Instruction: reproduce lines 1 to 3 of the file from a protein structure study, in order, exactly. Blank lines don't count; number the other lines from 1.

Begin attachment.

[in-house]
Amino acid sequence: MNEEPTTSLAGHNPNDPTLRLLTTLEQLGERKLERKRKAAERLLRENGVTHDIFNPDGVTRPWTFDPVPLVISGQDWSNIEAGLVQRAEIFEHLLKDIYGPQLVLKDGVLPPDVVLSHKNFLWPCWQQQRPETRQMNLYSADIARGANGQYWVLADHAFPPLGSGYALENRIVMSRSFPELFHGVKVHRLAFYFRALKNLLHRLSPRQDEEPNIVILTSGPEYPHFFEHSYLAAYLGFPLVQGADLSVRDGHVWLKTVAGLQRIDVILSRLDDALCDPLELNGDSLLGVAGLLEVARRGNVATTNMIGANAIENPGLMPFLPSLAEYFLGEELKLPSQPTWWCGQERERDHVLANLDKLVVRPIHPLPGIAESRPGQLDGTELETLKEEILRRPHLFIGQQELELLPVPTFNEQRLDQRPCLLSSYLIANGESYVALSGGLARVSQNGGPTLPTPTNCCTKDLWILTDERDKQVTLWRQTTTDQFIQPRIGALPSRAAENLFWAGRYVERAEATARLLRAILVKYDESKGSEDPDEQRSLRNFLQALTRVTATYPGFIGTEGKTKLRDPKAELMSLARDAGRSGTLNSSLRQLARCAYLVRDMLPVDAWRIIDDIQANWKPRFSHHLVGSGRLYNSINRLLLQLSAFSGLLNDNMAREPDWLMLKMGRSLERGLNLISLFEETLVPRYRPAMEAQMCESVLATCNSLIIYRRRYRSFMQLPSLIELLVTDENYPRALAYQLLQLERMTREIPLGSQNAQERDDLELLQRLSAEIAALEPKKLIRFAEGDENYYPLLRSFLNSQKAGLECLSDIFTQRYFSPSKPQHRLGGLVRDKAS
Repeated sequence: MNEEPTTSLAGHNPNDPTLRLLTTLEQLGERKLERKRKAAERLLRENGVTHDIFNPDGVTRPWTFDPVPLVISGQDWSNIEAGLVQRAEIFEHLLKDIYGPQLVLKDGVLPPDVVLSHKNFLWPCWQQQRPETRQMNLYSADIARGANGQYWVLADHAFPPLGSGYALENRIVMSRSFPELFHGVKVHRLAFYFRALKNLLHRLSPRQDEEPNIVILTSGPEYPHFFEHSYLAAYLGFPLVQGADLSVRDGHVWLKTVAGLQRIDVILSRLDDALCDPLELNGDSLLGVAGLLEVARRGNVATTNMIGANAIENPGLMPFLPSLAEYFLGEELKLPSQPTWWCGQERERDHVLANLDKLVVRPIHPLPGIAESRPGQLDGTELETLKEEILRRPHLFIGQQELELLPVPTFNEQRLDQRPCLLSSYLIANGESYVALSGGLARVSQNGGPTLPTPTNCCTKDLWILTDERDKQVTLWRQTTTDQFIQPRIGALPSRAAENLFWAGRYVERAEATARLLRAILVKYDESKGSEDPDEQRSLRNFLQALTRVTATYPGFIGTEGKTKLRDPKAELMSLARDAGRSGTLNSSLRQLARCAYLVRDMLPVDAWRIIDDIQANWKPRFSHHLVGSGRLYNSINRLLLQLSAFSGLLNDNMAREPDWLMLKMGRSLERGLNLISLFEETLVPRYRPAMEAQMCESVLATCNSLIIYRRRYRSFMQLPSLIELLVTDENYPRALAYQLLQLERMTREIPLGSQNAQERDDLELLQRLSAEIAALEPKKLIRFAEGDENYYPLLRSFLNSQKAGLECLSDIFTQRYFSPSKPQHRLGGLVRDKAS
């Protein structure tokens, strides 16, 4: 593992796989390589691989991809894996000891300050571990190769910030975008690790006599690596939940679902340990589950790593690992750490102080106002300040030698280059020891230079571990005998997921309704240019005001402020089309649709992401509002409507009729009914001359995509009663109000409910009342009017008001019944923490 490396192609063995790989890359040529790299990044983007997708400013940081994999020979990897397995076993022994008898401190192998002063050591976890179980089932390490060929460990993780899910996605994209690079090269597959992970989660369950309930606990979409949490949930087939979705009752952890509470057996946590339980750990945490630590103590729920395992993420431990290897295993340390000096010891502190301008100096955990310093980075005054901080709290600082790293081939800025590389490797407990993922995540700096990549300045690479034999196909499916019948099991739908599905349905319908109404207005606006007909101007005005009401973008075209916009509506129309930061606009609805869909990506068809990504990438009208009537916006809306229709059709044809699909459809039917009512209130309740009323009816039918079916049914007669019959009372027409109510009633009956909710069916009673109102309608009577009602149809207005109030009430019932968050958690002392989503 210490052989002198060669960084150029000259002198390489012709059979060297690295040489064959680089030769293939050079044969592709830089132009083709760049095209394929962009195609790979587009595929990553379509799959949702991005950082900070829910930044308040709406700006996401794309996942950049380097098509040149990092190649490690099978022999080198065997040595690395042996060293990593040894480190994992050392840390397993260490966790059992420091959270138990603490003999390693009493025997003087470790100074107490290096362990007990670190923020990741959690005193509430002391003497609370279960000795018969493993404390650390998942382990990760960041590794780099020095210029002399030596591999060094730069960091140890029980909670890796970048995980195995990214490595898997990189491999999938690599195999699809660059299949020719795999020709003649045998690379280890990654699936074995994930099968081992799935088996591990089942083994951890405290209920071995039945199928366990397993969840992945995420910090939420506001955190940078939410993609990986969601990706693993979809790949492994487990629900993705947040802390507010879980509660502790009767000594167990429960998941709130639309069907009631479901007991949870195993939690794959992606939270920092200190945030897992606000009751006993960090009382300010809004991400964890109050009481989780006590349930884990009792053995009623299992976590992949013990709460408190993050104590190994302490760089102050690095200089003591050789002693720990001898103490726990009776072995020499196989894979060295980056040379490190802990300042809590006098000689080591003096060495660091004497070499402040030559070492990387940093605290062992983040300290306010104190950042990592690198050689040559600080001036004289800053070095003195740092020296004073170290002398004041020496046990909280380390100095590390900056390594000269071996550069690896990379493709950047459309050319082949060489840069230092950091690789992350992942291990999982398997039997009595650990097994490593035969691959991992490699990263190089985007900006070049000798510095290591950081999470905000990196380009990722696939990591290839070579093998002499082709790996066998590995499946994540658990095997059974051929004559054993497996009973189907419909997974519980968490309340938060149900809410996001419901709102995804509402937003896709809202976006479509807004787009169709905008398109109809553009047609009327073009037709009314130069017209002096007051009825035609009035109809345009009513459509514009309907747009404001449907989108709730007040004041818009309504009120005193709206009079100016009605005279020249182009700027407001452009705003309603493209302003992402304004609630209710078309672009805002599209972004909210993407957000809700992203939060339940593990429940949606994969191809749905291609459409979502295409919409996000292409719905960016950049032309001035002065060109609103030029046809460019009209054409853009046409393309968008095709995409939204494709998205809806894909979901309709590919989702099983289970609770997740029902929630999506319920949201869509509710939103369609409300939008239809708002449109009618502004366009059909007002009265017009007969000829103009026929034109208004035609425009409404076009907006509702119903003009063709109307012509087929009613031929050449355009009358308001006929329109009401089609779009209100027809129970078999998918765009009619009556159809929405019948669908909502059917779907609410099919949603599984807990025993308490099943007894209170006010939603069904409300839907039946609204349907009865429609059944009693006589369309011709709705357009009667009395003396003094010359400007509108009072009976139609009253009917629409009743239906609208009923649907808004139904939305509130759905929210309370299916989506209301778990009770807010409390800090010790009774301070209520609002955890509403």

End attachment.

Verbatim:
[in-house]
Amino acid sequence: MNEEPTTSLAGHNPNDPTLRLLTTLEQLGERKLERKRKAAERLLRENGVTHDIFNPDGVTRPWTFDPVPLVISGQDWSNIEAGLVQRAEIFEHLLKDIYGPQLVLKDGVLPPDVVLSHKNFLWPCWQQQRPETRQMNLYSADIARGANGQYWVLADHAFPPLGSGYALENRIVMSRSFPELFHGVKVHRLAFYFRALKNLLHRLSPRQDEEPNIVILTSGPEYPHFFEHSYLAAYLGFPLVQGADLSVRDGHVWLKTVAGLQRIDVILSRLDDALCDPLELNGDSLLGVAGLLEVARRGNVATTNMIGANAIENPGLMPFLPSLAEYFLGEELKLPSQPTWWCGQERERDHVLANLDKLVVRPIHPLPGIAESRPGQLDGTELETLKEEILRRPHLFIGQQELELLPVPTFNEQRLDQRPCLLSSYLIANGESYVALSGGLARVSQNGGPTLPTPTNCCTKDLWILTDERDKQVTLWRQTTTDQFIQPRIGALPSRAAENLFWAGRYVERAEATARLLRAILVKYDESKGSEDPDEQRSLRNFLQALTRVTATYPGFIGTEGKTKLRDPKAELMSLARDAGRSGTLNSSLRQLARCAYLVRDMLPVDAWRIIDDIQANWKPRFSHHLVGSGRLYNSINRLLLQLSAFSGLLNDNMAREPDWLMLKMGRSLERGLNLISLFEETLVPRYRPAMEAQMCESVLATCNSLIIYRRRYRSFMQLPSLIELLVTDENYPRALAYQLLQLERMTREIPLGSQNAQERDDLELLQRLSAEIAALEPKKLIRFAEGDENYYPLLRSFLNSQKAGLECLSDIFTQRYFSPSKPQHRLGGLVRDKAS
Repeated sequence: MNEEPTTSLAGHNPNDPTLRLLTTLEQLGERKLERKRKAAERLLRENGVTHDIFNPDGVTRPWTFDPVPLVISGQDWSNIEAGLVQRAEIFEHLLKDIYGPQLVLKDGVLPPDVVLSHKNFLWPCWQQQRPETRQMNLYSADIARGANGQYWVLADHAFPPLGSGYALENRIVMSRSFPELFHGVKVHRLAFYFRALKNLLHRLSPRQDEEPNIVILTSGPEYPHFFEHSYLAAYLGFPLVQGADLSVRDGHVWLKTVAGLQRIDVILSRLDDALCDPLELNGDSLLGVAGLLEVARRGNVATTNMIGANAIENPGLMPFLPSLAEYFLGEELKLPSQPTWWCGQERERDHVLANLDKLVVRPIHPLPGIAESRPGQLDGTELETLKEEILRRPHLFIGQQELELLPVPTFNEQRLDQRPCLLSSYLIANGESYVALSGGLARVSQNGGPTLPTPTNCCTKDLWILTDERDKQVTLWRQTTTDQFIQPRIGALPSRAAENLFWAGRYVERAEATARLLRAILVKYDESKGSEDPDEQRSLRNFLQALTRVTATYPGFIGTEGKTKLRDPKAELMSLARDAGRSGTLNSSLRQLARCAYLVRDMLPVDAWRIIDDIQANWKPRFSHHLVGSGRLYNSINRLLLQLSAFSGLLNDNMAREPDWLMLKMGRSLERGLNLISLFEETLVPRYRPAMEAQMCESVLATCNSLIIYRRRYRSFMQLPSLIELLVTDENYPRALAYQLLQLERMTREIPLGSQNAQERDDLELLQRLSAEIAALEPKKLIRFAEGDENYYPLLRSFLNSQKAGLECLSDIFTQRYFSPSKPQHRLGGLVRDKAS